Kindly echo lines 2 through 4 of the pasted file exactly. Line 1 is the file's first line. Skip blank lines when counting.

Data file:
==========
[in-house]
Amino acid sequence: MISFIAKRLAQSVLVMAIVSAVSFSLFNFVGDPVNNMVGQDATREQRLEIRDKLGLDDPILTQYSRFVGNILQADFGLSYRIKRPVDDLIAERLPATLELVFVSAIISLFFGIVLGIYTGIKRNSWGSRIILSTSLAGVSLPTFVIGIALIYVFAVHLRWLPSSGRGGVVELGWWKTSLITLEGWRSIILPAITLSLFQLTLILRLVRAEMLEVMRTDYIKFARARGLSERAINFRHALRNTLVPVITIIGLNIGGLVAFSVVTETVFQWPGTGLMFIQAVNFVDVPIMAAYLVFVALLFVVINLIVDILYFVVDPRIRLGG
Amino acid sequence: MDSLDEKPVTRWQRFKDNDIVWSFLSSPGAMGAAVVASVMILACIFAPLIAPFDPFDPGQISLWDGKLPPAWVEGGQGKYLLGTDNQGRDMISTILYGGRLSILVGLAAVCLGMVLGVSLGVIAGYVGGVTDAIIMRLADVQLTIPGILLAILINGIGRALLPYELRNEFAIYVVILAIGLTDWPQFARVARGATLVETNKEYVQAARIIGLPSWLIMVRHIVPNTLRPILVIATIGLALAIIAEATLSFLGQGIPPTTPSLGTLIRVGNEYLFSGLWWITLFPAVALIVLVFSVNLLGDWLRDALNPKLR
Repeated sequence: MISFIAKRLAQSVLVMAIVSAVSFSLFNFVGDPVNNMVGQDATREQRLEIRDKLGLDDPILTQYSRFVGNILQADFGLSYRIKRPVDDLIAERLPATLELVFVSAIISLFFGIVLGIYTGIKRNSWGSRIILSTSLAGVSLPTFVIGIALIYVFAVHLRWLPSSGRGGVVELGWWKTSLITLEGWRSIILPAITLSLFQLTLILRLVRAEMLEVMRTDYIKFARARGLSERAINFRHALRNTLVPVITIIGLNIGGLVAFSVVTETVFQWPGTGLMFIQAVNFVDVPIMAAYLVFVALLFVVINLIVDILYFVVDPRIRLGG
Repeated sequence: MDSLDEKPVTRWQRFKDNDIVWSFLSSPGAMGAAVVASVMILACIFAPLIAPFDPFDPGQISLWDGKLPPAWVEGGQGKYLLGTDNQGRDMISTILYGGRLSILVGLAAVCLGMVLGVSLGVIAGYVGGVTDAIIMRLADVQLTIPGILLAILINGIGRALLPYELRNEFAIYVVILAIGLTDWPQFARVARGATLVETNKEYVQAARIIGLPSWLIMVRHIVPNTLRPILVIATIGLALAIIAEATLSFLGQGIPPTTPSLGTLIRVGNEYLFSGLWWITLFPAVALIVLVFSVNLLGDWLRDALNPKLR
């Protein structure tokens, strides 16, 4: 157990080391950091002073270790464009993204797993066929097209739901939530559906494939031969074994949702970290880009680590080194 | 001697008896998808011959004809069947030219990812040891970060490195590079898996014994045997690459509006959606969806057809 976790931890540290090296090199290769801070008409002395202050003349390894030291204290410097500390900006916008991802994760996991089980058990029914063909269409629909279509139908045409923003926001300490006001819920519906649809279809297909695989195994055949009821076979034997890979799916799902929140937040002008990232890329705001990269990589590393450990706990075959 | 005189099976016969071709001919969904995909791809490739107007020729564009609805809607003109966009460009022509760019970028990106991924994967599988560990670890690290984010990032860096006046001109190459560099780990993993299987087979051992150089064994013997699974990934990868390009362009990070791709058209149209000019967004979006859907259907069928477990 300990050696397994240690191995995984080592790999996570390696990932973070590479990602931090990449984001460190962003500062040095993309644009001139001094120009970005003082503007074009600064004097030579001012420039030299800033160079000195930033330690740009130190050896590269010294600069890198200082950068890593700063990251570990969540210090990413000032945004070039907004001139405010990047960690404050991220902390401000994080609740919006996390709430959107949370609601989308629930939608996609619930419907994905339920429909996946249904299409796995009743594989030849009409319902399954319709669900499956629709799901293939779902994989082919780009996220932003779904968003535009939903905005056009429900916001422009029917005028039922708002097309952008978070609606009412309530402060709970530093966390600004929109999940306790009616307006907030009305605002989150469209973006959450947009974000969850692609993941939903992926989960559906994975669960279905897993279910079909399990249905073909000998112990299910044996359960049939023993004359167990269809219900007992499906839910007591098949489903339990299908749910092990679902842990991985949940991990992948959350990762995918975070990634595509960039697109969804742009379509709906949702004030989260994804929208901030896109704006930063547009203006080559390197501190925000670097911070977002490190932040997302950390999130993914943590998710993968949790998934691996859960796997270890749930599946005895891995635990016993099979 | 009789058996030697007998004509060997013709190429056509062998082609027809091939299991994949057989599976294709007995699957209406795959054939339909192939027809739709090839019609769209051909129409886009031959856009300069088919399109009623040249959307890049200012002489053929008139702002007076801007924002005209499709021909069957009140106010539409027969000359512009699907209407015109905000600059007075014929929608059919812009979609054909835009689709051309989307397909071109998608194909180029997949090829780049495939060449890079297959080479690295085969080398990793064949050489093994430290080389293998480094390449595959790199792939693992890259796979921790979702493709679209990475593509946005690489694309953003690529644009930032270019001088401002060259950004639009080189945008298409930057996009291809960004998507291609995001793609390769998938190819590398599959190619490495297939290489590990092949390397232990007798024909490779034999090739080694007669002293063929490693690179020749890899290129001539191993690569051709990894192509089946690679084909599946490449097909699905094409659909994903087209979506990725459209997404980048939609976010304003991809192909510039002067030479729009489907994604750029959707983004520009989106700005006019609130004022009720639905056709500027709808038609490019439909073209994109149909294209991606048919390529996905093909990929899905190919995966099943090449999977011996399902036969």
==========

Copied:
Amino acid sequence: MISFIAKRLAQSVLVMAIVSAVSFSLFNFVGDPVNNMVGQDATREQRLEIRDKLGLDDPILTQYSRFVGNILQADFGLSYRIKRPVDDLIAERLPATLELVFVSAIISLFFGIVLGIYTGIKRNSWGSRIILSTSLAGVSLPTFVIGIALIYVFAVHLRWLPSSGRGGVVELGWWKTSLITLEGWRSIILPAITLSLFQLTLILRLVRAEMLEVMRTDYIKFARARGLSERAINFRHALRNTLVPVITIIGLNIGGLVAFSVVTETVFQWPGTGLMFIQAVNFVDVPIMAAYLVFVALLFVVINLIVDILYFVVDPRIRLGG
Amino acid sequence: MDSLDEKPVTRWQRFKDNDIVWSFLSSPGAMGAAVVASVMILACIFAPLIAPFDPFDPGQISLWDGKLPPAWVEGGQGKYLLGTDNQGRDMISTILYGGRLSILVGLAAVCLGMVLGVSLGVIAGYVGGVTDAIIMRLADVQLTIPGILLAILINGIGRALLPYELRNEFAIYVVILAIGLTDWPQFARVARGATLVETNKEYVQAARIIGLPSWLIMVRHIVPNTLRPILVIATIGLALAIIAEATLSFLGQGIPPTTPSLGTLIRVGNEYLFSGLWWITLFPAVALIVLVFSVNLLGDWLRDALNPKLR
Repeated sequence: MISFIAKRLAQSVLVMAIVSAVSFSLFNFVGDPVNNMVGQDATREQRLEIRDKLGLDDPILTQYSRFVGNILQADFGLSYRIKRPVDDLIAERLPATLELVFVSAIISLFFGIVLGIYTGIKRNSWGSRIILSTSLAGVSLPTFVIGIALIYVFAVHLRWLPSSGRGGVVELGWWKTSLITLEGWRSIILPAITLSLFQLTLILRLVRAEMLEVMRTDYIKFARARGLSERAINFRHALRNTLVPVITIIGLNIGGLVAFSVVTETVFQWPGTGLMFIQAVNFVDVPIMAAYLVFVALLFVVINLIVDILYFVVDPRIRLGG